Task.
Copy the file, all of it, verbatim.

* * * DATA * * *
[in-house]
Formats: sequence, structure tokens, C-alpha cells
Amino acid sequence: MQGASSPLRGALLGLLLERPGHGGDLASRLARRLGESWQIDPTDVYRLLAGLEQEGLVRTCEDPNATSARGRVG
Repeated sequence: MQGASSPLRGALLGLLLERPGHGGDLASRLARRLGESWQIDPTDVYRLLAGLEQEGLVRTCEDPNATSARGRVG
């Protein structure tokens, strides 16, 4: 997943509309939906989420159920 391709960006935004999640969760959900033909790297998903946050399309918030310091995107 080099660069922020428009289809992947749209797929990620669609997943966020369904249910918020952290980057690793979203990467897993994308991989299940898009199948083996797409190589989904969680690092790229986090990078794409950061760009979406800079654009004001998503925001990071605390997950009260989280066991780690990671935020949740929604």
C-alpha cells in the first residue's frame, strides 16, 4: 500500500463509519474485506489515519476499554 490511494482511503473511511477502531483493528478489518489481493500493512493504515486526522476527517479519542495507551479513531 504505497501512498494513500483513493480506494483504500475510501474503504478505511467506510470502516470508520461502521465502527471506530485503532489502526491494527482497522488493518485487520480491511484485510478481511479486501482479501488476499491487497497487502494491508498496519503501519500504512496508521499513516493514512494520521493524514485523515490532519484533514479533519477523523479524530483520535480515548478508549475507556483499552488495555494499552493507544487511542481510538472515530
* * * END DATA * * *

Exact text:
[in-house]
Formats: sequence, structure tokens, C-alpha cells
Amino acid sequence: MQGASSPLRGALLGLLLERPGHGGDLASRLARRLGESWQIDPTDVYRLLAGLEQEGLVRTCEDPNATSARGRVG
Repeated sequence: MQGASSPLRGALLGLLLERPGHGGDLASRLARRLGESWQIDPTDVYRLLAGLEQEGLVRTCEDPNATSARGRVG
């Protein structure tokens, strides 16, 4: 997943509309939906989420159920 391709960006935004999640969760959900033909790297998903946050399309918030310091995107 080099660069922020428009289809992947749209797929990620669609997943966020369904249910918020952290980057690793979203990467897993994308991989299940898009199948083996797409190589989904969680690092790229986090990078794409950061760009979406800079654009004001998503925001990071605390997950009260989280066991780690990671935020949740929604």
C-alpha cells in the first residue's frame, strides 16, 4: 500500500463509519474485506489515519476499554 490511494482511503473511511477502531483493528478489518489481493500493512493504515486526522476527517479519542495507551479513531 504505497501512498494513500483513493480506494483504500475510501474503504478505511467506510470502516470508520461502521465502527471506530485503532489502526491494527482497522488493518485487520480491511484485510478481511479486501482479501488476499491487497497487502494491508498496519503501519500504512496508521499513516493514512494520521493524514485523515490532519484533514479533519477523523479524530483520535480515548478508549475507556483499552488495555494499552493507544487511542481510538472515530